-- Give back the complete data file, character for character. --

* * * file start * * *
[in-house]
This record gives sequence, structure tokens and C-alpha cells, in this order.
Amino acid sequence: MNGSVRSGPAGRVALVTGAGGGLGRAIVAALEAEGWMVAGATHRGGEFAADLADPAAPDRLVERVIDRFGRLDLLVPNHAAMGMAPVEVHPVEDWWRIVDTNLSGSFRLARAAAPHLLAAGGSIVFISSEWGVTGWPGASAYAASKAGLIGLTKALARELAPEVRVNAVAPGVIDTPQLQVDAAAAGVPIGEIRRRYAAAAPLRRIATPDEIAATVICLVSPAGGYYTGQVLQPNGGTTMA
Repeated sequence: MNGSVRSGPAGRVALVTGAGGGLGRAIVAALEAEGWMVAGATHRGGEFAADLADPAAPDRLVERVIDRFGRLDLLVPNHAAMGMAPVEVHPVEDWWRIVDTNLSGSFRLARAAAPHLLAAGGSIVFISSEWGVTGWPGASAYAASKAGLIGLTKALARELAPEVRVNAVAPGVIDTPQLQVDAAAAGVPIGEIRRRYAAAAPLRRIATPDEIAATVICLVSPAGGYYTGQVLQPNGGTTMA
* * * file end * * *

[in-house]
This record gives sequence, structure tokens and C-alpha cells, in this order.
Amino acid sequence: MNGSVRSGPAGRVALVTGAGGGLGRAIVAALEAEGWMVAGATHRGGEFAADLADPAAPDRLVERVIDRFGRLDLLVPNHAAMGMAPVEVHPVEDWWRIVDTNLSGSFRLARAAAPHLLAAGGSIVFISSEWGVTGWPGASAYAASKAGLIGLTKALARELAPEVRVNAVAPGVIDTPQLQVDAAAAGVPIGEIRRRYAAAAPLRRIATPDEIAATVICLVSPAGGYYTGQVLQPNGGTTMA
Repeated sequence: MNGSVRSGPAGRVALVTGAGGGLGRAIVAALEAEGWMVAGATHRGGEFAADLADPAAPDRLVERVIDRFGRLDLLVPNHAAMGMAPVEVHPVEDWWRIVDTNLSGSFRLARAAAPHLLAAGGSIVFISSEWGVTGWPGASAYAASKAGLIGLTKALARELAPEVRVNAVAPGVIDTPQLQVDAAAAGVPIGEIRRRYAAAAPLRRIATPDEIAATVICLVSPAGGYYTGQVLQPNGGTTMA